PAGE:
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Shocking the ConscienceA Reporter's Account of the Civil Rights Movement$
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Simeon Booker and Carol McCabe Booker

Print publication date: 2013

Print ISBN-13: 9781617037894

Published to University Press of Mississippi: March 2014

DOI: 10.14325/mississippi/9781617037894.001.0001

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date: 19 January 2019

A Familiar Face

A Familiar Face

(p.282) 21 A Familiar Face
Shocking the Conscience

Simeon Booker

University Press of Mississippi

On January 20, 1969, almost a year after Martin Luther King Jr. was buried, Richard Nixon became the thirty-seventh president of the United States. Nixon won the election despite the lack of support from most white and black voters. Aware of the blacks’ animosity towards him, Nixon made several moves to appease them, such as appointing blacks in key government positions. Three of them were Robert J. Brown, Arthur Fletcher, and Constance Berry Newman. In this chapter the author narrates his coverage of the blacks’ civil rights struggle under the Nixon administration, the death of National Urban League Director Whitney M. Young in Lagos, his conversation with Associate Supreme Court Justice William O. Douglas, the Central Intelligence Agency and the Federal Bureau of Investigation’s practice of opening the mail of numerous persons and wiretapping conversations, and the Watergate scandal that led to Nixon’s resignation.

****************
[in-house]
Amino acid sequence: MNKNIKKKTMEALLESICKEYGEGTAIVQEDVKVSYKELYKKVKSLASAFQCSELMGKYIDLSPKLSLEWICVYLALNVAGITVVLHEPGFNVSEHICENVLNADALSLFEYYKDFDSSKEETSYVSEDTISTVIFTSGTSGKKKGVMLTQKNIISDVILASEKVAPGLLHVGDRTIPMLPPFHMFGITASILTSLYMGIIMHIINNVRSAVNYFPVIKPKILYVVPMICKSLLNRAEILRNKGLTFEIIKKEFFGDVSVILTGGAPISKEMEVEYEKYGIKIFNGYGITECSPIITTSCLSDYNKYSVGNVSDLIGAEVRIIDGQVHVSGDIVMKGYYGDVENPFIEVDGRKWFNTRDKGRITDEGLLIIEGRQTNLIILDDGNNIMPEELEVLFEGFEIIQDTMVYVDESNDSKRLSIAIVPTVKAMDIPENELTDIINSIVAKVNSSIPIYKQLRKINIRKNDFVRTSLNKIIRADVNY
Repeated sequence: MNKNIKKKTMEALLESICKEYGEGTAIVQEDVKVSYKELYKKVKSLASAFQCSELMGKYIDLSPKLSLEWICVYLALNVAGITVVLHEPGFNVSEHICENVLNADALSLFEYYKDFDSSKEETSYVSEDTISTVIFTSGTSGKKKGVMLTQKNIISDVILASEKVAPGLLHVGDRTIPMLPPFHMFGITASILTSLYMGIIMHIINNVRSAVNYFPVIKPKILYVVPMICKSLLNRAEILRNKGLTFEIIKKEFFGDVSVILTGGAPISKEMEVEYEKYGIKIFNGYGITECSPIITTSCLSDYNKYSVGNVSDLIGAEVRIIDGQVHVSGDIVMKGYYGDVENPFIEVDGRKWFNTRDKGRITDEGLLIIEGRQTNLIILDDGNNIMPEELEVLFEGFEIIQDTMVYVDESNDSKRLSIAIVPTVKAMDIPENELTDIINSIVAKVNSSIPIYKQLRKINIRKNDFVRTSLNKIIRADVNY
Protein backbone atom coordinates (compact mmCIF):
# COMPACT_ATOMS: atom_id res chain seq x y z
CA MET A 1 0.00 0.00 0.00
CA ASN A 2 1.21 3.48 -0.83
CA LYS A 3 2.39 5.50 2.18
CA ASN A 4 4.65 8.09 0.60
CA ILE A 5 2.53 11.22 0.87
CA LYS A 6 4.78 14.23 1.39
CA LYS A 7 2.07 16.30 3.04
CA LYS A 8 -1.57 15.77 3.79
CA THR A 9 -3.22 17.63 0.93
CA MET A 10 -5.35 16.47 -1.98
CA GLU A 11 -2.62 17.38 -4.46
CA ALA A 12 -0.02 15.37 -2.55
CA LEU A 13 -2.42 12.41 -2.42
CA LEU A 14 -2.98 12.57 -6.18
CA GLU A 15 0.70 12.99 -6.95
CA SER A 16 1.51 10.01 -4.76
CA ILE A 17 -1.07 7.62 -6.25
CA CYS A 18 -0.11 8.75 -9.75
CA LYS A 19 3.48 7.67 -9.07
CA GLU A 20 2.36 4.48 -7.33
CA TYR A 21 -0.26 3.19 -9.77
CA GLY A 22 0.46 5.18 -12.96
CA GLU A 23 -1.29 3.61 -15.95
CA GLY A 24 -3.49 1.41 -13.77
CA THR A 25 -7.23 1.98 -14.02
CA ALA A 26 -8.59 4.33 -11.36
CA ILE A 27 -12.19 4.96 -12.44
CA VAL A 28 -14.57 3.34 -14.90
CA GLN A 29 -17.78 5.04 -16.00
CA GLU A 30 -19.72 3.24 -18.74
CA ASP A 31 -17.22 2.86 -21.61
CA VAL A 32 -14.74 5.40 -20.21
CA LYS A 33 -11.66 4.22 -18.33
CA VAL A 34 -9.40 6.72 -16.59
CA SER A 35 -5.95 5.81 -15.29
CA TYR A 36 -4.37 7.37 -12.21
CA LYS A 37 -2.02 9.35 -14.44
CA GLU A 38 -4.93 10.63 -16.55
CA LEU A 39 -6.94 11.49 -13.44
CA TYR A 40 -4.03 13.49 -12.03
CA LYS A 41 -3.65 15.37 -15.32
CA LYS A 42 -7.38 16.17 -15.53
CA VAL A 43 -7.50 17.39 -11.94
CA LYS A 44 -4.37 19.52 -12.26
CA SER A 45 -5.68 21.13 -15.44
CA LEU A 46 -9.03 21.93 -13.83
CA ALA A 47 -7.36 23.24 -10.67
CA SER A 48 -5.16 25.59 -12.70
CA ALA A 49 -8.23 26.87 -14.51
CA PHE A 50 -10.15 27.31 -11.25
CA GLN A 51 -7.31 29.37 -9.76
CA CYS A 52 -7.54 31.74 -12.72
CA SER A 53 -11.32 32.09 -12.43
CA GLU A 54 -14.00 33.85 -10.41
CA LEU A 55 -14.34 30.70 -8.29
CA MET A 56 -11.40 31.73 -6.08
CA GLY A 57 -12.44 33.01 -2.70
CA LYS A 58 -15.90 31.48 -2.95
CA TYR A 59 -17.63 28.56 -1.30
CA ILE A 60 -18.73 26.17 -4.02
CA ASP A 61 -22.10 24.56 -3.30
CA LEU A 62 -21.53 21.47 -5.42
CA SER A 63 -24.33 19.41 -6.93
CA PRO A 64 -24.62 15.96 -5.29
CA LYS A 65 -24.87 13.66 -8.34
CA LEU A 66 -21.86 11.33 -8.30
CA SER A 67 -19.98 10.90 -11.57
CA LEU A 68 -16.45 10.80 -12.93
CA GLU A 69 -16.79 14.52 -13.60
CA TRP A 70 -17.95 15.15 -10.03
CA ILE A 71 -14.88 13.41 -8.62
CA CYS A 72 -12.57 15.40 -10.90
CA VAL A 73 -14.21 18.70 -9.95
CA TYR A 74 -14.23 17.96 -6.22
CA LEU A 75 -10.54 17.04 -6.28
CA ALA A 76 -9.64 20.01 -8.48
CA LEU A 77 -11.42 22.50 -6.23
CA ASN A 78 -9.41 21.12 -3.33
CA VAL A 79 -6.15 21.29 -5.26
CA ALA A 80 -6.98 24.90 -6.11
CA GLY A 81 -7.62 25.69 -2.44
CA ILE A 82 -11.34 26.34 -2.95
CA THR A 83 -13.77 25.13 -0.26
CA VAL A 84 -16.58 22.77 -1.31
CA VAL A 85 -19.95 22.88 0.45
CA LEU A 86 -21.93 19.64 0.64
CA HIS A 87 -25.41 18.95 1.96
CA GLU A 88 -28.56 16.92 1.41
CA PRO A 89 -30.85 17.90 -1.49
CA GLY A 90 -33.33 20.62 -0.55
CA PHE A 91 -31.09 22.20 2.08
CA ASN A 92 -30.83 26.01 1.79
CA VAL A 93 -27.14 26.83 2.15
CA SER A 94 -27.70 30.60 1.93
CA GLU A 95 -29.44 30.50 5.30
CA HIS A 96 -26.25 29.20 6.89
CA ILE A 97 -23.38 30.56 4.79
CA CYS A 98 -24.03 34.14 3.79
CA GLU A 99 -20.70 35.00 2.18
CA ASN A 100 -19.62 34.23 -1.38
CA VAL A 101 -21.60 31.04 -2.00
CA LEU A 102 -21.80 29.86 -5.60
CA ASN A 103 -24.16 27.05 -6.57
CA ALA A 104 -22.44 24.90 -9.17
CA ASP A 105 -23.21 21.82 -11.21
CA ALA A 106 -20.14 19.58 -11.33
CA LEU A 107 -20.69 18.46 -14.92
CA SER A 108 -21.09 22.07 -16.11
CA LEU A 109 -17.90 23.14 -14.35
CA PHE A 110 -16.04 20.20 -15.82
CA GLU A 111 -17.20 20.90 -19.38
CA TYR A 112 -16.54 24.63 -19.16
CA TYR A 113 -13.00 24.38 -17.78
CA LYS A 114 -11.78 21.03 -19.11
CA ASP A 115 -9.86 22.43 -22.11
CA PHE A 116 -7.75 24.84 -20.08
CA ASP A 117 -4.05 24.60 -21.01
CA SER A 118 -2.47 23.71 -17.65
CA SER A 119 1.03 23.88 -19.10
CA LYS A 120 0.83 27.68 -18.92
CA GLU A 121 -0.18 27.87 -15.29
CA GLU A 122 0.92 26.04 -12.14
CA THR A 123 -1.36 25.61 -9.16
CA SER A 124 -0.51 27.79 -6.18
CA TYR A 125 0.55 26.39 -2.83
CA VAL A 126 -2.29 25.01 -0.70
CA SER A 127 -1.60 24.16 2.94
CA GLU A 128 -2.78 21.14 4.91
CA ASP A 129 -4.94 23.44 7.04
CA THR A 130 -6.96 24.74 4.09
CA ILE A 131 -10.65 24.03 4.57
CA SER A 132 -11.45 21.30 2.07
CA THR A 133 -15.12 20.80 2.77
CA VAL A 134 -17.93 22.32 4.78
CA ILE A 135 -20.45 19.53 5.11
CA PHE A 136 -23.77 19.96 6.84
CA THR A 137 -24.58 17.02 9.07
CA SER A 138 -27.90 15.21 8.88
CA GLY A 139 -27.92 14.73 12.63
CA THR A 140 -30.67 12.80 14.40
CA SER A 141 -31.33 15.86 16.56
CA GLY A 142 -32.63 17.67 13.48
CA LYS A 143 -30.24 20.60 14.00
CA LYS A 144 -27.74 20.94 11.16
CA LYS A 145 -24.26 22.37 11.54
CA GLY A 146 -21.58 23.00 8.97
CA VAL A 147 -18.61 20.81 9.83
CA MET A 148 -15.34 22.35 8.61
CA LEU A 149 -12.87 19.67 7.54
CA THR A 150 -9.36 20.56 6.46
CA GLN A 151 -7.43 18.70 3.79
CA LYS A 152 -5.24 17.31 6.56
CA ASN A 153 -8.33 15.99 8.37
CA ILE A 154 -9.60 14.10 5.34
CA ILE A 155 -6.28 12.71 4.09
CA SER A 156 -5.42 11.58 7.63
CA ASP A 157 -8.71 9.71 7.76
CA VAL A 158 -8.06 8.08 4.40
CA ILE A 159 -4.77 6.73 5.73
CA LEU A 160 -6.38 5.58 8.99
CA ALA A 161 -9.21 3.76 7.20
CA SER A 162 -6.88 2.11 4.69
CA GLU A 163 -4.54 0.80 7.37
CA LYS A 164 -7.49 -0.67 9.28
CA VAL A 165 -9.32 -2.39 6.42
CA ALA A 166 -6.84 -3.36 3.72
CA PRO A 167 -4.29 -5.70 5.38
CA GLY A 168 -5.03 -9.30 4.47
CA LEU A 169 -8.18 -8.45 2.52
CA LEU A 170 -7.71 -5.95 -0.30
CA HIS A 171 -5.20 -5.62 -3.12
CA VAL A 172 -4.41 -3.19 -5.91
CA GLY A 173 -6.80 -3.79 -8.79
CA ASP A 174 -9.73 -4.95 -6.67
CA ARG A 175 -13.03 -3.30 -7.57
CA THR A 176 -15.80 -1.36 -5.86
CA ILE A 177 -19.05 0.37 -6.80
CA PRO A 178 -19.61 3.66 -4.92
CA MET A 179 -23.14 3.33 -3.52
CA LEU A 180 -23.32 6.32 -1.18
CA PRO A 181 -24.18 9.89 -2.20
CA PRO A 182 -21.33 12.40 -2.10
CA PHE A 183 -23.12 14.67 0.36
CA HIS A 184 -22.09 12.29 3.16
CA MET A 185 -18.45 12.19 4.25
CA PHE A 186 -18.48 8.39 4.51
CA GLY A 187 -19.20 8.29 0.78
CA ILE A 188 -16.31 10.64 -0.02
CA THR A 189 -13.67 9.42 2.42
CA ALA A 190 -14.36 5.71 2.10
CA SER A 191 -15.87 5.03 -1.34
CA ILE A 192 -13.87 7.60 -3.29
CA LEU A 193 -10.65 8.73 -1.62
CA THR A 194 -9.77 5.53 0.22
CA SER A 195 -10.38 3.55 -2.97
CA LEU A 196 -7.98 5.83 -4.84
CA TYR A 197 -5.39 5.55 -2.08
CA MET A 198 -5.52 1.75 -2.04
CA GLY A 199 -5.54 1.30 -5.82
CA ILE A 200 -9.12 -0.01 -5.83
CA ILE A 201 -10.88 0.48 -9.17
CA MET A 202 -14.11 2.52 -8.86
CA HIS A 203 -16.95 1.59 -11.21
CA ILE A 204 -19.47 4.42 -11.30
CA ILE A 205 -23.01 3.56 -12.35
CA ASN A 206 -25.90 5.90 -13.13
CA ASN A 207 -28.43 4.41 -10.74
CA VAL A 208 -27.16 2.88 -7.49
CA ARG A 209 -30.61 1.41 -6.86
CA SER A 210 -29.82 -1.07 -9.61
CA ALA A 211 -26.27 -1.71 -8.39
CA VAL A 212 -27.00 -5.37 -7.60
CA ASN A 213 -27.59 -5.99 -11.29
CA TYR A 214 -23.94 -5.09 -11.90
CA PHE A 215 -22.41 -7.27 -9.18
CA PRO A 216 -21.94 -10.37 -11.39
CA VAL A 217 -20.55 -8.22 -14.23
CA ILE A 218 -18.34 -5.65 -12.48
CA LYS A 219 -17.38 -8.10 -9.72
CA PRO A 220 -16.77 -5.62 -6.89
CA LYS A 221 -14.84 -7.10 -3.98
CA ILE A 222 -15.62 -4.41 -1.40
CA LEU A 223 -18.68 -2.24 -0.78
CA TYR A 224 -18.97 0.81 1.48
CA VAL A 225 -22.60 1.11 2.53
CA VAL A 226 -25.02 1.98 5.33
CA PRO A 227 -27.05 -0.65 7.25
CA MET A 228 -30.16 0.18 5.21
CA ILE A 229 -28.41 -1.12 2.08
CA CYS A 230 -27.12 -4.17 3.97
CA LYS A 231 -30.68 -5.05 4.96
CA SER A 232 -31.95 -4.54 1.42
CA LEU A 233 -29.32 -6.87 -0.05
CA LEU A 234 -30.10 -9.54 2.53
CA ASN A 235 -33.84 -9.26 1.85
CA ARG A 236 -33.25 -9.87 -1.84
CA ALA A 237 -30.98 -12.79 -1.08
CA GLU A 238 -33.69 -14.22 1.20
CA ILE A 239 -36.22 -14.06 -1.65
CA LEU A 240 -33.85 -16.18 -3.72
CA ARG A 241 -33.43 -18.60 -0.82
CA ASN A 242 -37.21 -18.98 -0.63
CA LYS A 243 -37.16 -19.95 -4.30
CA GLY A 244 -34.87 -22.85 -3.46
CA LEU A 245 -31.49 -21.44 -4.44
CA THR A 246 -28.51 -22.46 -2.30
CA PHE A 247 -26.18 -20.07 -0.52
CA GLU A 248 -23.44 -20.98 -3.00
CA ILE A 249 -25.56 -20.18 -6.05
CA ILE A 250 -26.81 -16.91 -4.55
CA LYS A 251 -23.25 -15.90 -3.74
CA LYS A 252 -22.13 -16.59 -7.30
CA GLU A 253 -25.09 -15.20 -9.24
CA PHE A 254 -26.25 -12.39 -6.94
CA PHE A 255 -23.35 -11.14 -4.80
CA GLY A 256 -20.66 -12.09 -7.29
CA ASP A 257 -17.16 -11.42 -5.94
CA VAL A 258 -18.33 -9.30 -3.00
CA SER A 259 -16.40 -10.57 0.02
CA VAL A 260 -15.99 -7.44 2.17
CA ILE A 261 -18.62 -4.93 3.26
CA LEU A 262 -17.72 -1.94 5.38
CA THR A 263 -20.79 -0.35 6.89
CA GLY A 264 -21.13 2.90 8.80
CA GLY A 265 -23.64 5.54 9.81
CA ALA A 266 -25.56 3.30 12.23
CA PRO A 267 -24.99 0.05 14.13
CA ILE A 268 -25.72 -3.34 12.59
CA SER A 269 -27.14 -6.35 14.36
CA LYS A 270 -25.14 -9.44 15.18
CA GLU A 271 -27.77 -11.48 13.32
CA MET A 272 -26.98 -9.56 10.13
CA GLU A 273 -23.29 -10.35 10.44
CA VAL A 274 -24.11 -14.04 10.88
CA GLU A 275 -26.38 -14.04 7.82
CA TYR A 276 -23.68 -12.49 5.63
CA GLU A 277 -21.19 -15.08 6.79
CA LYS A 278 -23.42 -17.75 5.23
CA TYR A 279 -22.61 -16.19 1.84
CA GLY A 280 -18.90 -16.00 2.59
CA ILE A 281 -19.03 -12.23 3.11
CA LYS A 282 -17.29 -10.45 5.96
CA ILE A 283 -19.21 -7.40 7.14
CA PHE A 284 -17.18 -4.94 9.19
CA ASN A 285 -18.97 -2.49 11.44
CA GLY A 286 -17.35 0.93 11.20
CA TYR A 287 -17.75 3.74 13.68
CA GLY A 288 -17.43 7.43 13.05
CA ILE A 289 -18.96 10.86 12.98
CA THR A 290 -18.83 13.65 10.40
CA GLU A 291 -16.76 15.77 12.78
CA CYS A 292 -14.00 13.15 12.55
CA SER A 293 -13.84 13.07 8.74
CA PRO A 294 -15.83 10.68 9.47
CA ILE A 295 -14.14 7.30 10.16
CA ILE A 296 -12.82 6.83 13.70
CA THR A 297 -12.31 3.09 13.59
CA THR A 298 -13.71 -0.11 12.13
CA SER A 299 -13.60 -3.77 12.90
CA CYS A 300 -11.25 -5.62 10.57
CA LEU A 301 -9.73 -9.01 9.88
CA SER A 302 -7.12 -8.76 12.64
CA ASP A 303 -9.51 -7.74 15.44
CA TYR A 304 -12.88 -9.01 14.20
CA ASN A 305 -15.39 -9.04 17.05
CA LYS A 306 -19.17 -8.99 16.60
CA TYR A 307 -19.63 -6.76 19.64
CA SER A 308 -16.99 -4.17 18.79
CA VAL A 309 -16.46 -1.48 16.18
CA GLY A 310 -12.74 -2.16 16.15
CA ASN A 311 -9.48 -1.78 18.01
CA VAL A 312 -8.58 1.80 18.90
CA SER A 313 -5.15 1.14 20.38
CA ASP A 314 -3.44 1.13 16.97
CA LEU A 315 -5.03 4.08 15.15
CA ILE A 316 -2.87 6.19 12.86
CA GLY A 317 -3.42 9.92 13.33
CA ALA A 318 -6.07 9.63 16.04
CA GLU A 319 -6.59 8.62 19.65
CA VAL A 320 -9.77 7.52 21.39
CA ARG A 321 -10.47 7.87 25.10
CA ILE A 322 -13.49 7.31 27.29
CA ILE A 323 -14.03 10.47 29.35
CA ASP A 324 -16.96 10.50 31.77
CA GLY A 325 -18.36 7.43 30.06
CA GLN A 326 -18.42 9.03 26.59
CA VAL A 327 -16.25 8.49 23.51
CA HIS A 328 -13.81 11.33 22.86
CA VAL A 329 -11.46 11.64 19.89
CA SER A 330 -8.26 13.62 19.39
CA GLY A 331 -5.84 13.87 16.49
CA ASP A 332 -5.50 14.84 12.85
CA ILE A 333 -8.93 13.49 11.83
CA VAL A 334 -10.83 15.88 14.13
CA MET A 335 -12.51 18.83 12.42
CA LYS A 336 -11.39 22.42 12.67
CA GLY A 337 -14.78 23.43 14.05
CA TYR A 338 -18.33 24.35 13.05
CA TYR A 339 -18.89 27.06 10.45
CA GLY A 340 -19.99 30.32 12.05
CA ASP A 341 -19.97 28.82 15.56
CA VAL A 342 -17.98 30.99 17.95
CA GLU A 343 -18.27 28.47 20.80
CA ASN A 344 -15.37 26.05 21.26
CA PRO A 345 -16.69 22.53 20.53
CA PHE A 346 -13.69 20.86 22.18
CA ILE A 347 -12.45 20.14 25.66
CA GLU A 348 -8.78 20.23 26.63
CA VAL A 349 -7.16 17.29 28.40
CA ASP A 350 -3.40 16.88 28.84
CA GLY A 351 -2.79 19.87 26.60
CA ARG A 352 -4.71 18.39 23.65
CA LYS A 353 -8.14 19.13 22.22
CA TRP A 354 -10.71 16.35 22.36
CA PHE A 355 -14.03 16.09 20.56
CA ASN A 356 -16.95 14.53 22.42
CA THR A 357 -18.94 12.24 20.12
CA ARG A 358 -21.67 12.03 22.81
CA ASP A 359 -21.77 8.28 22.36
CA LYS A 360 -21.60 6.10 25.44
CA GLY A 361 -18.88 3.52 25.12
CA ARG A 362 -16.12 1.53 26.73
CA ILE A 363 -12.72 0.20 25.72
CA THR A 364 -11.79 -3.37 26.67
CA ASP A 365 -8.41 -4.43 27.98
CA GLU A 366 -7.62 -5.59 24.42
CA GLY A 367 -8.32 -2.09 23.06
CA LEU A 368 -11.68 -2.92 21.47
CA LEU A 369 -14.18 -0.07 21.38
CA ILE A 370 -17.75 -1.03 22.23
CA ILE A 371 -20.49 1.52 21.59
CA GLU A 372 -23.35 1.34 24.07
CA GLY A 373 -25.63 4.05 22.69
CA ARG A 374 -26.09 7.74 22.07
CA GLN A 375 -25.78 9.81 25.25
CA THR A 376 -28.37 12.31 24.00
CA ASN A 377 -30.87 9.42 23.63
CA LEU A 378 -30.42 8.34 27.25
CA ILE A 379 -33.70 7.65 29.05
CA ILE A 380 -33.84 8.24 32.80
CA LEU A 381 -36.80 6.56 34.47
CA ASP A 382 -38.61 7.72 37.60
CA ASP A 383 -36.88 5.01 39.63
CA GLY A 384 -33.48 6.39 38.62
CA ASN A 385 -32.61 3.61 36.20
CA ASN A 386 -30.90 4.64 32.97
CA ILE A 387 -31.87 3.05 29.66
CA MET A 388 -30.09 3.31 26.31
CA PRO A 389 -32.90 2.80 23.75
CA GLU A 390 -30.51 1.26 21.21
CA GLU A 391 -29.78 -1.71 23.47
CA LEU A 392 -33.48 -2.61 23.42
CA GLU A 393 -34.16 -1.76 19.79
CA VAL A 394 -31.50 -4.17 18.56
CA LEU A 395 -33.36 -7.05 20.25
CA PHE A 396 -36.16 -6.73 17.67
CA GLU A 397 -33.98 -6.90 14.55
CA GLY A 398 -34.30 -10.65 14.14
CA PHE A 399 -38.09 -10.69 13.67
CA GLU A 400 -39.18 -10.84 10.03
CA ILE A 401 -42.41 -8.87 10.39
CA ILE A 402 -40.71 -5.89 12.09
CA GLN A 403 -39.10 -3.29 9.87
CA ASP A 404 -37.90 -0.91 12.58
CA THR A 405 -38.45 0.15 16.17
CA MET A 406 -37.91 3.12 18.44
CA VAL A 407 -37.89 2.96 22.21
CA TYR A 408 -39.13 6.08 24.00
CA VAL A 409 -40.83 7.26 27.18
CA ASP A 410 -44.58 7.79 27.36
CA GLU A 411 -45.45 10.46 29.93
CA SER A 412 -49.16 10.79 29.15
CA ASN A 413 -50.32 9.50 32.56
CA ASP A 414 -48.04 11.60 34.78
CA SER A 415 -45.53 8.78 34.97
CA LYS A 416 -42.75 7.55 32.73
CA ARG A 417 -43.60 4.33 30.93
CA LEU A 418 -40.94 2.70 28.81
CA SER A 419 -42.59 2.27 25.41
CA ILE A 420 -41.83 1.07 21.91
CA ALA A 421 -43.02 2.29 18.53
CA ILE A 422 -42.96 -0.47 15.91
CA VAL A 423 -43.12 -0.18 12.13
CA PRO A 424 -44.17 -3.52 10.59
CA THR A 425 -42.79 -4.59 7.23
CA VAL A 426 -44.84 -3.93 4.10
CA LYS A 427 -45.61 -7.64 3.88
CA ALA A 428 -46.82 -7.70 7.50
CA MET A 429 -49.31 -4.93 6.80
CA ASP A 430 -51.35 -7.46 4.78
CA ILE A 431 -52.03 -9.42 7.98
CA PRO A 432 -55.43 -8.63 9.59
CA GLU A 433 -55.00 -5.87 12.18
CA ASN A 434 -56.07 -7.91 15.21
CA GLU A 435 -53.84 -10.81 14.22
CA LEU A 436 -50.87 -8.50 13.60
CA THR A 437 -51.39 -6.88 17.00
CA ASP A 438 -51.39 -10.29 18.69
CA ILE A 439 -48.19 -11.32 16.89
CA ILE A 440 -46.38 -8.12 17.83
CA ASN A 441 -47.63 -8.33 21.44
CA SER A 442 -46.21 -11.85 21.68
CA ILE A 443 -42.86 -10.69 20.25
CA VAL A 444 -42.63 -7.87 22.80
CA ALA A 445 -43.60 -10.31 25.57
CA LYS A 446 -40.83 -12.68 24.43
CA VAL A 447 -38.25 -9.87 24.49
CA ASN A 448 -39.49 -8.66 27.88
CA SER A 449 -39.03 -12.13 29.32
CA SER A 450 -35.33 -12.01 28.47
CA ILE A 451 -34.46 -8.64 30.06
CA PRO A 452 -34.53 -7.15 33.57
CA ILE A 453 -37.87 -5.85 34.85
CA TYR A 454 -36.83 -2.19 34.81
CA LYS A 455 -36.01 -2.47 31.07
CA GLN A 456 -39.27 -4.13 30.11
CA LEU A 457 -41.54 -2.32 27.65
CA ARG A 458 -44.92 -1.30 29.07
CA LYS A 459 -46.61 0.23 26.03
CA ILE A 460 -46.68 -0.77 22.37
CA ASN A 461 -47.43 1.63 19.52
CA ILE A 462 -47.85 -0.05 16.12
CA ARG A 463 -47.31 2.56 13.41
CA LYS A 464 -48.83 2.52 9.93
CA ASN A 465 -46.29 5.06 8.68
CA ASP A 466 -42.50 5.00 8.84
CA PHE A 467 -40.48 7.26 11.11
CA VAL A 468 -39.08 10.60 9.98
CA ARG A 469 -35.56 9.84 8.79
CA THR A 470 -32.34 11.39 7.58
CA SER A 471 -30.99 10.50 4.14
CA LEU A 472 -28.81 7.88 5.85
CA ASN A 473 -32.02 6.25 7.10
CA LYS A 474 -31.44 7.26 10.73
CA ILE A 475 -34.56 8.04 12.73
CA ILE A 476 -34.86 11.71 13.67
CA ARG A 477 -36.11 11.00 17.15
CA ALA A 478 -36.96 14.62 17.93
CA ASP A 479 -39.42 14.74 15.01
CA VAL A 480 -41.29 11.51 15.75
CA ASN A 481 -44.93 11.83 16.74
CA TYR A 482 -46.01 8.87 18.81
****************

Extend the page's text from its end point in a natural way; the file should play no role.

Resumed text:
Keywords:   civil rights, Richard Nixon, blacks, Jet, Whitney M. Young, William O. Douglas, Central Intelligence Agency, Federal Bureau of Investigation, wiretapping, Watergate scandal

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